The Bottom Line
- Lancer-inspired performance.
- Long warranty.
- Stands out in the crowd.
- Plasticy interior.
- Will Mitsubishi still be here when you need warranty repairs?
- Thrashy four-banger.
- Base price $25,120/$26,395 as tested SE 4WD
- Engine: 2.4 liter DOHC MIVEC I4
- Horsepower: 168 @ 6000 rpm
- Torque: 167 lb-ft @ 4100 rpm
- Curb Weight: 3,538 lbs
- Fuel Economy: 20 mpg city/25 mpg highway/22 mpg combined
- Wheelbase: 105.1” Vehicle Length: 182.7” Width: 70.9” Height: 66.1” Ground Clearance: 7”
- Warranty: 5 years/60,000 miles basic; 10 years/100,000 miles powertrain/5 years/unlimited miles roadside assistance
- Cargo: 72.6 cubic feet
- Transmission: Sportronic continuously variable transmission (CVT) with steering wheel paddle shifters
Guide Review - 2009 Mitsubishi Outlander
The Mitsubishi Outlander hit the United States as a 2003 model, and underwent a substantial transformation for the 2007 model year. The 2009 Mitsubishi Outlander arrives with few changes from 2008 and 2007. Outlander is available in three trim levels: ES (base price $20,320); SE (base price $23,720) and XLS (base price $24,320). Each trim level is available with front-wheel drive or four-wheel drive (add $1,400 - $2,400). ES and SE models get a 2.4 liter inline four-cylinder engine that produces 168 hp and 167 lb-ft of torque, hooked up to a continuously variable transmission. XLS models get a 3.0 liter V6 that cranks out 220 hp and 204 lb-ft of torque, hooked up to a six-speed automatic. I drove an SE 4WD example with a base price of 25,180 ($26,395 as tested).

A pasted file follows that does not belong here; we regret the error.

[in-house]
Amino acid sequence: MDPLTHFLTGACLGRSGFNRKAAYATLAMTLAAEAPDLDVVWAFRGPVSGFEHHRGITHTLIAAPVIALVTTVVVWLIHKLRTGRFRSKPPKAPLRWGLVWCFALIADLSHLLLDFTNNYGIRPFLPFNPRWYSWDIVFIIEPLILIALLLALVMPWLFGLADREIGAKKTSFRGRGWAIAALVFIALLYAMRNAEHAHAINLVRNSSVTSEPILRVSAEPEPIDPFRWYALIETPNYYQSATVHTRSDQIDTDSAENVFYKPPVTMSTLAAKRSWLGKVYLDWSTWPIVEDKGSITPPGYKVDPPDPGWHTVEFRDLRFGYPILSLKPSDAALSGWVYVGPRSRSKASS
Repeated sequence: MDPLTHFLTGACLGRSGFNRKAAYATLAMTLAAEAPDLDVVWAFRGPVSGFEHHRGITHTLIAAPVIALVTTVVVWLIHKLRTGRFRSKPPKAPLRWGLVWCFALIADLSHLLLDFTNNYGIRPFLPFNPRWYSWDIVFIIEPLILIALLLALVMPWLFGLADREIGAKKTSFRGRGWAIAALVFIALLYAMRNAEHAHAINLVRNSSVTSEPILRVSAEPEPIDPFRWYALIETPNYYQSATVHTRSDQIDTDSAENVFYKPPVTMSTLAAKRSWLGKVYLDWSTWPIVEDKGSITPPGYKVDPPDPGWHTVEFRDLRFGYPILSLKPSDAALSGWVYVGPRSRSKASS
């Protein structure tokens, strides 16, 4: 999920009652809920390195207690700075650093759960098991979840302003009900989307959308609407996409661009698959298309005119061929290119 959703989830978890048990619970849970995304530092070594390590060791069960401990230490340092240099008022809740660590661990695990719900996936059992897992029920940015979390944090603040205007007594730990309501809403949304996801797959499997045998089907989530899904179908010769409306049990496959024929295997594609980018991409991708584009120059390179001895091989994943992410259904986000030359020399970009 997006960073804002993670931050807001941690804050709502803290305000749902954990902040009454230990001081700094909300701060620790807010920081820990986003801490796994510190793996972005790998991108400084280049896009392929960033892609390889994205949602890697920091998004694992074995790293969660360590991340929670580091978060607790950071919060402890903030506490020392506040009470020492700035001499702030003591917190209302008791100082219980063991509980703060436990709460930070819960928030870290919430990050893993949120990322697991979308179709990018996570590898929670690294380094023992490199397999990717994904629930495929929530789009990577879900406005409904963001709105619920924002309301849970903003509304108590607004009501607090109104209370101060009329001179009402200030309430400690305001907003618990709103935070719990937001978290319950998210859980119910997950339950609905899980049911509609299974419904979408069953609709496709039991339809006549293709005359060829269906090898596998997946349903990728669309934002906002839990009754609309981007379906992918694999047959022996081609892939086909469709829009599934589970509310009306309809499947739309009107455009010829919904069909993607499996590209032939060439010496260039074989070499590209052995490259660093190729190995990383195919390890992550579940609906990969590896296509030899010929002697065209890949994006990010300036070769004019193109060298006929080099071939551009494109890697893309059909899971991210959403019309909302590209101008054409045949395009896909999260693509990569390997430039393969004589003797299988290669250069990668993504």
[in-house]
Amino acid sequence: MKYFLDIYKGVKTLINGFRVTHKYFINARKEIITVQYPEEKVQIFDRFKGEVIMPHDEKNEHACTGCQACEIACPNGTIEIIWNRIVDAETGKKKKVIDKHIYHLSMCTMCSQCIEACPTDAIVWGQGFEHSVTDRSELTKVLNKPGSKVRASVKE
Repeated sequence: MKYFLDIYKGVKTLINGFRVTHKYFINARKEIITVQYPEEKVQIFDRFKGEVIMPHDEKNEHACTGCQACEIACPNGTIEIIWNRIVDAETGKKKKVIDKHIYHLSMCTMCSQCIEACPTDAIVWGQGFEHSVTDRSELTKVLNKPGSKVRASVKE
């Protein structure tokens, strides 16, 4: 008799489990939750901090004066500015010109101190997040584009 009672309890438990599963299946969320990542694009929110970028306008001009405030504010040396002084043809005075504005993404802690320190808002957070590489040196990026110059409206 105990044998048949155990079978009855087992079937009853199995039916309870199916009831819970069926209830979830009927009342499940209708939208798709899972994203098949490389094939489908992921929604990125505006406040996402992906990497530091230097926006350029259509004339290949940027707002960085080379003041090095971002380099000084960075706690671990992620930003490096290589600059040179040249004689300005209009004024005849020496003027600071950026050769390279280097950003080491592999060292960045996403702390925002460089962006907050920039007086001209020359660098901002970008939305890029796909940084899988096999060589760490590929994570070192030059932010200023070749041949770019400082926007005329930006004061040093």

Some Lancer Evolution technology has trickled down to Outlander, as the two vehicles share a platform and lots of mechanical components. That means that this crossover leans more toward the car end of the performance scale, with crisp handling and spirited acceleration (even with the CVT and I4). My test vehicle had paddle shifters, which allowed me to emulate the stepped performance of a traditional geared transmission with the CVT. I gave up on that in a hurry, and just let the CVT do its thing, keeping the thrashy I4 in the powerband. A little more sound deadening insulation would be a good thing, as the I4 is not singing a tune that I can hum along to for long.
A perfunctory third row seat is available for $500, and it will do for kids in a pinch, but not for long. The second row of seating is reasonable, though the flat bench seat is not very comfortable for long rides. Luckily, the driver’s seat is super-comfortable and supportive, so as long as you’re driving and listening to that thrashy engine, you can tune out passenger complaints.